What would the rent control charter amendment do?

If the Minneapolis rent control ballot measure receives a majority vote in November, it would change the charter, which acts as the city’s constitution.

The charter amendment would allow the city to get around a state law that restricts the city from enacting rent control unless it’s been approved in a general election. If amended, the charter would instead task the City Council with creating a rent control policy and introducing it on a subsequent ballot.

If the charter amendment passes in Minneapolis, Goetz noted that the city will have to consider a variety of policy design choices. What’s the right percentage for capping annual rent increases: Say, 3 percent or 6 percent? Which housing units should the cities include: Pre-existing housing or new housing? Big apartment buildings or all buildings? Can property owners raise rents after making major improvements or repairs to a rental unit? What happens to the rent when a tenant moves out?

The St. Paul ballot has already selected strict rent-control measures on those questions (we’ll look more at those choices, below).

“The impact that rent stabilization will have is very much dependent on those design decisions,” Goetz said. “If you exempt new construction, for example, then it’s been the case in most places that there is no impact on the rate of housing production. If you allow some form of passing through major capital improvement costs, then there is no significant decline in the quality of the housing sector, etc.”

So am I voting on rent control in November?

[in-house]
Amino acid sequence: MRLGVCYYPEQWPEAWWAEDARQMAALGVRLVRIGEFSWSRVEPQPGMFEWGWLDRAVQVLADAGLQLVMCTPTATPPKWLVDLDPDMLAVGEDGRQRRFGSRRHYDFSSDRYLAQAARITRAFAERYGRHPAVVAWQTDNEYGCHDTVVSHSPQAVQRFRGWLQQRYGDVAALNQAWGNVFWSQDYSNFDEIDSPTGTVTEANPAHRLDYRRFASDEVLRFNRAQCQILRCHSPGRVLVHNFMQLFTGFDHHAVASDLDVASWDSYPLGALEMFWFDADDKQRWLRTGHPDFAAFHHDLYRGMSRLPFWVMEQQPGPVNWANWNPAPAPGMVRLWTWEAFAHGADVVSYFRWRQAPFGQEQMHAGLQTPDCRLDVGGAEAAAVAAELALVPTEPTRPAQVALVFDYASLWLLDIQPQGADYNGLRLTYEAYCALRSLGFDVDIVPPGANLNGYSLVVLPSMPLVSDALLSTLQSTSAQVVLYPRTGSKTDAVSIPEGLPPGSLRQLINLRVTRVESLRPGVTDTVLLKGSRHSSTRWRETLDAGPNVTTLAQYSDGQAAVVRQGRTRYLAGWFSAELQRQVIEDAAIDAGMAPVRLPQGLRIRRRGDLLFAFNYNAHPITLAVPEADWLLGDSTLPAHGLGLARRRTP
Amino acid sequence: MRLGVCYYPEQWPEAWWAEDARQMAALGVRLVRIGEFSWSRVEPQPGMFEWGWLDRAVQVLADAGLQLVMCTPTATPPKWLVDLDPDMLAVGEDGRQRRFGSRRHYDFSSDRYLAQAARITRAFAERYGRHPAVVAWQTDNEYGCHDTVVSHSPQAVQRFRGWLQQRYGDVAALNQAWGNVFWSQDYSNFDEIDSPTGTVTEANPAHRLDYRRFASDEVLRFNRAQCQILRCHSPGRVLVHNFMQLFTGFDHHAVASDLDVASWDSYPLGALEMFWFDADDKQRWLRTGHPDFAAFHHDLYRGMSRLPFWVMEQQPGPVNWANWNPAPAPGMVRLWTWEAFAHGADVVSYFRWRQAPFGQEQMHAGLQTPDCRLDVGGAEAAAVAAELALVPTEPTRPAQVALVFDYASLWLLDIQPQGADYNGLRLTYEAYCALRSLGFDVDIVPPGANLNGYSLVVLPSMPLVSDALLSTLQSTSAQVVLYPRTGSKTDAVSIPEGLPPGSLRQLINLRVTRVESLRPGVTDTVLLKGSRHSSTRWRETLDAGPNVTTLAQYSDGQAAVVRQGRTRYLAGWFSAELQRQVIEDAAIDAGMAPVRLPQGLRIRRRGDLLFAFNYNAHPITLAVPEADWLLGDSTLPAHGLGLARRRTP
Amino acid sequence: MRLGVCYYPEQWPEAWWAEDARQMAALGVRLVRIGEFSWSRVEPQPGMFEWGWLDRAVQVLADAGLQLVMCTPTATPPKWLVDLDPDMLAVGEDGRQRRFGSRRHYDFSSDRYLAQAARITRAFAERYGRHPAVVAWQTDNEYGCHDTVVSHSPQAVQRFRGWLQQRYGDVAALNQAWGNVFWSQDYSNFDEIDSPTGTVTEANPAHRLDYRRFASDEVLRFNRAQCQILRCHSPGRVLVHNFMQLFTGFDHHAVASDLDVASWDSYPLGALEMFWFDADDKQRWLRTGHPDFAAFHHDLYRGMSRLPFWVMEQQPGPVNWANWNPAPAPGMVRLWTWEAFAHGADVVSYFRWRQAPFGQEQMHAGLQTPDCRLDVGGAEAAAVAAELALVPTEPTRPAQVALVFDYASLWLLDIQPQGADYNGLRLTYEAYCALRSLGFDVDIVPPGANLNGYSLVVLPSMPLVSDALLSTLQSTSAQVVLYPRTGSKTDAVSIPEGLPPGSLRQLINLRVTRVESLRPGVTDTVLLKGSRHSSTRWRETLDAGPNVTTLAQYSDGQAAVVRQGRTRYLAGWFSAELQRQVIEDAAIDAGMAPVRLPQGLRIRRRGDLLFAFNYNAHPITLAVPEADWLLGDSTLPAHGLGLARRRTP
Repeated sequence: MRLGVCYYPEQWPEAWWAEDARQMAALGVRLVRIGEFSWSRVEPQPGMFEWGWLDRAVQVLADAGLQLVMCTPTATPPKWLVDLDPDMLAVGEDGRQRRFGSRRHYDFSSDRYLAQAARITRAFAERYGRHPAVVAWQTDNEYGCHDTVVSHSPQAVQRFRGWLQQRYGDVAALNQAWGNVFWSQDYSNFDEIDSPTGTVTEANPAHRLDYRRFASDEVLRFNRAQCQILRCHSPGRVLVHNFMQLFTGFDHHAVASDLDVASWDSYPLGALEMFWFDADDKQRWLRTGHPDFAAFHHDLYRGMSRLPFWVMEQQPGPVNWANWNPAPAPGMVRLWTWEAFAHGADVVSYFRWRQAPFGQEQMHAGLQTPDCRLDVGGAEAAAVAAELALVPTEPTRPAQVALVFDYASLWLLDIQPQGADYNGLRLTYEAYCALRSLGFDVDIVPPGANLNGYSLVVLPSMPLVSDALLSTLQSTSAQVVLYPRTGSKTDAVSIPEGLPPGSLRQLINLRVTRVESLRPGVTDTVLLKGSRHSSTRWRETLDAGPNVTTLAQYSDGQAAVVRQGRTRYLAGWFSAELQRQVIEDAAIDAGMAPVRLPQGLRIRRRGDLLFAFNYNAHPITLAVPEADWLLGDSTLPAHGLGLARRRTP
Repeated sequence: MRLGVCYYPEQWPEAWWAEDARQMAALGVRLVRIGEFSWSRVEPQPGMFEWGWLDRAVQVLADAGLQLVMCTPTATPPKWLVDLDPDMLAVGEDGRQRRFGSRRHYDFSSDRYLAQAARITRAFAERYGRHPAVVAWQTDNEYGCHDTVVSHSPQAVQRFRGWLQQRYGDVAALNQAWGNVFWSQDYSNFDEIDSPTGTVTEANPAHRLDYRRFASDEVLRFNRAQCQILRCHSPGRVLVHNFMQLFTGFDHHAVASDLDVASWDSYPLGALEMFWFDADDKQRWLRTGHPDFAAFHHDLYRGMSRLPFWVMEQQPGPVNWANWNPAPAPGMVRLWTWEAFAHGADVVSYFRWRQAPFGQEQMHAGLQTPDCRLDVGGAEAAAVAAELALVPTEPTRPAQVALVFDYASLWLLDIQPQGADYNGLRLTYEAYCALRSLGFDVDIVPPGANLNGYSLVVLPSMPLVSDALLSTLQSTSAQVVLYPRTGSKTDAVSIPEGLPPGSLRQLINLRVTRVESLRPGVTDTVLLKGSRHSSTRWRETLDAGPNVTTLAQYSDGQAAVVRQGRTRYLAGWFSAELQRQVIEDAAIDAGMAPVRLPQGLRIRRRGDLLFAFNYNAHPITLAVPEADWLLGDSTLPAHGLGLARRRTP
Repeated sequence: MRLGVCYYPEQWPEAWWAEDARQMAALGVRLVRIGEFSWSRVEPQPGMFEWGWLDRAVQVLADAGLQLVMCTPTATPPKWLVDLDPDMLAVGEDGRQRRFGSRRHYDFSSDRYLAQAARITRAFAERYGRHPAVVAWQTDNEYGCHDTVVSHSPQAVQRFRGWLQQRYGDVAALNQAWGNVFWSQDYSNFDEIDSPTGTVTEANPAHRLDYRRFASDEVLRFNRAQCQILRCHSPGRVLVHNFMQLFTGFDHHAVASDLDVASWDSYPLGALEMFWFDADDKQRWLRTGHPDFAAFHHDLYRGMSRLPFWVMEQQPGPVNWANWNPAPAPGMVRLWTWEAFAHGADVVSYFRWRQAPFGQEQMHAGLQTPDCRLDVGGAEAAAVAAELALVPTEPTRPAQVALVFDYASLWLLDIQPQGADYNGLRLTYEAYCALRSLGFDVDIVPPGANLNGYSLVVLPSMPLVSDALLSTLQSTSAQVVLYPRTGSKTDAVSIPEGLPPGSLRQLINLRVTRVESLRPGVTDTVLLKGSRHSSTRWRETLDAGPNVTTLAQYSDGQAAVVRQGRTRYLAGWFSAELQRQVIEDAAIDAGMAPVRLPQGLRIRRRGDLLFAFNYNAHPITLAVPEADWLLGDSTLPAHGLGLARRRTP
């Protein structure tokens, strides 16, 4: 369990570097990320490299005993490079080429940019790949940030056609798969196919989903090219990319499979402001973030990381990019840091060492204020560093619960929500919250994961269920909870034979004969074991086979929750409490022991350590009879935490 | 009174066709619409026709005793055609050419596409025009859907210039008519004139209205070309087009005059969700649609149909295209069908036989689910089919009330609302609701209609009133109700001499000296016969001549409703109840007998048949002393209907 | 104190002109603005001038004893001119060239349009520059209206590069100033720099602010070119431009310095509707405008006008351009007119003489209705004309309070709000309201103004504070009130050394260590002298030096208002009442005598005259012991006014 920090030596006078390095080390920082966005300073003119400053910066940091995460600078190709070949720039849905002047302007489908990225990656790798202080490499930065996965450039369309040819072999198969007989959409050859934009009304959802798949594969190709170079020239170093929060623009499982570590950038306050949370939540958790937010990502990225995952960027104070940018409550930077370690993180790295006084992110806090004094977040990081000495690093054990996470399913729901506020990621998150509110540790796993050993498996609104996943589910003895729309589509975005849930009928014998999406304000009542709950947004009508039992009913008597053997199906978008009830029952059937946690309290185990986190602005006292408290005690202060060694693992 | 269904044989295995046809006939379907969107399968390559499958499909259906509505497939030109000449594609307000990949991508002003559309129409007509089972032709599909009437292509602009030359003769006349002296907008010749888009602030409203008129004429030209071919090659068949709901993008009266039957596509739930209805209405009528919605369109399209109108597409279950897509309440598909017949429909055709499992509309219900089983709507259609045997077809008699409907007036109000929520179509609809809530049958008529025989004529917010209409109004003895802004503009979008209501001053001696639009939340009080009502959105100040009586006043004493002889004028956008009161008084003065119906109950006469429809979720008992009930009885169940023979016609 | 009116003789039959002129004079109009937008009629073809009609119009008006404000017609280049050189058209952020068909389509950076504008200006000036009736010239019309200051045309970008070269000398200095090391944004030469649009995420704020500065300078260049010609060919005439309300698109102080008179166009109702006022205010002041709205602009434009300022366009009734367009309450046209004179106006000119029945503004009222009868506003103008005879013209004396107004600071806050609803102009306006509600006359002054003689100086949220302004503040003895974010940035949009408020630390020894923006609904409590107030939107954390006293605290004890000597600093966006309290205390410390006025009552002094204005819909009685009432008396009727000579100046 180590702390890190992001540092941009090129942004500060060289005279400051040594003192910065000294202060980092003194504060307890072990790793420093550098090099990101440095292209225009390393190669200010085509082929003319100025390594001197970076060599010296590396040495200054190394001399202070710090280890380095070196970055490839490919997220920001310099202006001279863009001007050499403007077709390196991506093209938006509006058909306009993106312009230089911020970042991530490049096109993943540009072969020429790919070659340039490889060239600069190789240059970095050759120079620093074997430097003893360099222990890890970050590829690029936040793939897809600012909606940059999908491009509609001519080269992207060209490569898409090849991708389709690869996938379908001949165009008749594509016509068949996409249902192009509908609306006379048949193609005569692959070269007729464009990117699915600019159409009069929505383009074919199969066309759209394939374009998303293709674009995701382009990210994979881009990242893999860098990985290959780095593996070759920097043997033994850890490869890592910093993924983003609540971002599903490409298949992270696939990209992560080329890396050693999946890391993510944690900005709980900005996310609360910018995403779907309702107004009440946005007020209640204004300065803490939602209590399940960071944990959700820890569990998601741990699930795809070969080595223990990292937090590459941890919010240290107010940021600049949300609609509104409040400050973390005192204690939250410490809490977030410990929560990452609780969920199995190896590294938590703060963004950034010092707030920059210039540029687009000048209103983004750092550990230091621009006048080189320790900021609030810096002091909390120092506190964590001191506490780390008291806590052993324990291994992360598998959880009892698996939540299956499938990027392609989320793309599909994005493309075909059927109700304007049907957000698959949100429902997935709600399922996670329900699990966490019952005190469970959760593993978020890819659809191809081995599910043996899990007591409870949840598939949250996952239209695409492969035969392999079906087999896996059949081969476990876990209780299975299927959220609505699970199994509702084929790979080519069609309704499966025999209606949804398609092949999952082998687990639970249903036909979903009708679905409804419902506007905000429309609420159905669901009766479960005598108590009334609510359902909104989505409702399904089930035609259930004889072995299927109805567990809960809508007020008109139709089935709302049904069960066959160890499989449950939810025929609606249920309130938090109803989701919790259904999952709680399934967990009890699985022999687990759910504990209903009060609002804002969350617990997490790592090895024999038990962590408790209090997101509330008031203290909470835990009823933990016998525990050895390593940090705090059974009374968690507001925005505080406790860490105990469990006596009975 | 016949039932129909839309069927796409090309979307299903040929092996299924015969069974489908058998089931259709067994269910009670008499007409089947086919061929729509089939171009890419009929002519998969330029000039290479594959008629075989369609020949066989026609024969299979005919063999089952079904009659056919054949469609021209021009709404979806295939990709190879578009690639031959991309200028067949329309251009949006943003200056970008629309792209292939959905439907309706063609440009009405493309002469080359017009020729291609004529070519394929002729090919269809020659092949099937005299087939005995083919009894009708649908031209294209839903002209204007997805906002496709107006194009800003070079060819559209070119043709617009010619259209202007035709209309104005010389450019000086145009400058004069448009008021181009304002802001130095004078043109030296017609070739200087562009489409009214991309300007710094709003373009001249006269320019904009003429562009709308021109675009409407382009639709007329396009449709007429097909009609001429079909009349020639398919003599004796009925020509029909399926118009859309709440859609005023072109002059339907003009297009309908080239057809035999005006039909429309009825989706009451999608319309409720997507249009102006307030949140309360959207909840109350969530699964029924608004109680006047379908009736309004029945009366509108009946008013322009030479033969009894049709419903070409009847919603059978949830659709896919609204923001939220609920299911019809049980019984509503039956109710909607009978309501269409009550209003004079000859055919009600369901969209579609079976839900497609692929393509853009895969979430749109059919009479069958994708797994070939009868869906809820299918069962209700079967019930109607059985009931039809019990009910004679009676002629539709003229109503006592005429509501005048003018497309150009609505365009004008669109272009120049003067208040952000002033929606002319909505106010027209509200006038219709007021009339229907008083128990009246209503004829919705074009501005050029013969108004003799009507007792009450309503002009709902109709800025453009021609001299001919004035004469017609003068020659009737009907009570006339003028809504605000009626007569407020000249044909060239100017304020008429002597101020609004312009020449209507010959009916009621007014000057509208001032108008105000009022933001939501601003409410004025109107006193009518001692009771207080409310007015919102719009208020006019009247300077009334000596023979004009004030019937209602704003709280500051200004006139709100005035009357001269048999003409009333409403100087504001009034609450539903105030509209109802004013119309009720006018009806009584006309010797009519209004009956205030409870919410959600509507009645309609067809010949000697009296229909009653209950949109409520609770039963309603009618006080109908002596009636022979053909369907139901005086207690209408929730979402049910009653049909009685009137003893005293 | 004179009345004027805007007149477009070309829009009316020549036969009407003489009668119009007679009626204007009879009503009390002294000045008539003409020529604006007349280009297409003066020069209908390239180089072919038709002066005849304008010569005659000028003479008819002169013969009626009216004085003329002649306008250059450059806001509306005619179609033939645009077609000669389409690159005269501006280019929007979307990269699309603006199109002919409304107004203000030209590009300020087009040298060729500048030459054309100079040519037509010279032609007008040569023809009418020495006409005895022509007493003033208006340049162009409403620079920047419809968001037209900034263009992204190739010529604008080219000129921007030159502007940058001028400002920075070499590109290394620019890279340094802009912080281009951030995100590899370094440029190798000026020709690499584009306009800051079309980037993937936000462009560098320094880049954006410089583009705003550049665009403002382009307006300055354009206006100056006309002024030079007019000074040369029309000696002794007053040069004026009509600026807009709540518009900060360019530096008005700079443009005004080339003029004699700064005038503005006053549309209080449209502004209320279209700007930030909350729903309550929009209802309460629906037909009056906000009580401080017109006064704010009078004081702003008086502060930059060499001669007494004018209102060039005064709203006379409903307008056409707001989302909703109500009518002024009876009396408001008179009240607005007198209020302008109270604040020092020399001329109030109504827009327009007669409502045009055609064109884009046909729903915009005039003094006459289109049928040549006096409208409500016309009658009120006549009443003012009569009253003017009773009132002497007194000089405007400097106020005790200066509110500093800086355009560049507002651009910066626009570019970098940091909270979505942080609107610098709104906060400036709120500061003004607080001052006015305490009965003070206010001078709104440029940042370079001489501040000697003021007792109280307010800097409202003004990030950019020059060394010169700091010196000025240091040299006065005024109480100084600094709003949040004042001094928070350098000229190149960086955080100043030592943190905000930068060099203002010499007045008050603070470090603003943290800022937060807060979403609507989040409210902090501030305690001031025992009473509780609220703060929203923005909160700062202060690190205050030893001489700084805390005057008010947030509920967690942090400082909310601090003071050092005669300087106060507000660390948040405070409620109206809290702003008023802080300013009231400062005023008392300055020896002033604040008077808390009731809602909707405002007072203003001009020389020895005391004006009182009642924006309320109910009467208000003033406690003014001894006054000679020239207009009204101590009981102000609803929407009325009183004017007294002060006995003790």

It depends on where you live. If you live in Minneapolis, you will be voting to amend the charter and create the opportunity to introduce rent control in the city. Again, if the ballot initiative passes, the City Council would be empowered to write a specific proposal and put it to voters.

If you live in St. Paul, you’ll be voting on an actual rent control policy, which we’ll outline in further detail below

Didn’t the mayor veto the rent-control question in Minneapolis?

Minneapolis Mayor Jacob Frey vetoed an additional charter amendment ballot question: the citizen-driven referendum. The question would have allowed Minneapolis residents to write a rent-control ordinance and bring it to a general vote.

“Good policy requires a data-driven approach, guidance from experts, and a process that is open to everyone and accountable to everyone—not just a single interest group,” Frey said in a letter to the city after he vetoed the ballot question. “We should not be in the business of forgoing these criteria and outsourcing our core responsibility as elected representatives.”

The Minneapolis City Council didn’t have enough votes to override the mayor’s veto. But the ballot measure asking voters if the council should have the ability to create a rent control program will still be on the ballot.

What is rent control anyway?

Rent control, or stabilization, refers to laws that regulate how much landlords can increase rent each year. The goal of rent stabilization is to protect low-income renters from exorbitant rent increases. Other cities like San Francisco, Los Angeles, New York, and Newark have applied rent-control rules for decades. Oregon passed rent control statewide in 2019.

St. Paul residents will vote on a rent stabilization policy in November that would limit landlords from increasing rent more than 3 percent annually on all units in the city, including new construction. The ordinance also keeps landlords from increasing rent to market rate after a tenant moves out. Some landlords can request an exemption if property taxes increase or if significant construction or renovation is required to ensure the building meets St. Paul’s housing codes and standards.

Here’s the rent stabilization question St. Paul voters will see: